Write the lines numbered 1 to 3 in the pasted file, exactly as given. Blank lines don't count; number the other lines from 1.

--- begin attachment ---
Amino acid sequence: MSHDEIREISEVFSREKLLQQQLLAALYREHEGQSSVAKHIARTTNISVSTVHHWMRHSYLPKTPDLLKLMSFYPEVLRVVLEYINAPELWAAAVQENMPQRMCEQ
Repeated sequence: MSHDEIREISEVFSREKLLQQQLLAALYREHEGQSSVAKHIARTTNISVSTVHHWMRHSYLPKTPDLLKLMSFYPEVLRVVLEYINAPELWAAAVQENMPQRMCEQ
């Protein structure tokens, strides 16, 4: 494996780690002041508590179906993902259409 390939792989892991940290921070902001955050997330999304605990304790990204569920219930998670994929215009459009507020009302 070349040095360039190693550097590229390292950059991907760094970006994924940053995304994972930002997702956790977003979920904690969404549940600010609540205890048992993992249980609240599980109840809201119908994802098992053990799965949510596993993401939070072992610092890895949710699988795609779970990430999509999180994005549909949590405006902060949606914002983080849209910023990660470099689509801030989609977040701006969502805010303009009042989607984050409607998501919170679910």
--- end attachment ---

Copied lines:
Amino acid sequence: MSHDEIREISEVFSREKLLQQQLLAALYREHEGQSSVAKHIARTTNISVSTVHHWMRHSYLPKTPDLLKLMSFYPEVLRVVLEYINAPELWAAAVQENMPQRMCEQ
Repeated sequence: MSHDEIREISEVFSREKLLQQQLLAALYREHEGQSSVAKHIARTTNISVSTVHHWMRHSYLPKTPDLLKLMSFYPEVLRVVLEYINAPELWAAAVQENMPQRMCEQ
């Protein structure tokens, strides 16, 4: 494996780690002041508590179906993902259409 390939792989892991940290921070902001955050997330999304605990304790990204569920219930998670994929215009459009507020009302 070349040095360039190693550097590229390292950059991907760094970006994924940053995304994972930002997702956790977003979920904690969404549940600010609540205890048992993992249980609240599980109840809201119908994802098992053990799965949510596993993401939070072992610092890895949710699988795609779970990430999509999180994005549909949590405006902060949606914002983080849209910023990660470099689509801030989609977040701006969502805010303009009042989607984050409607998501919170679910």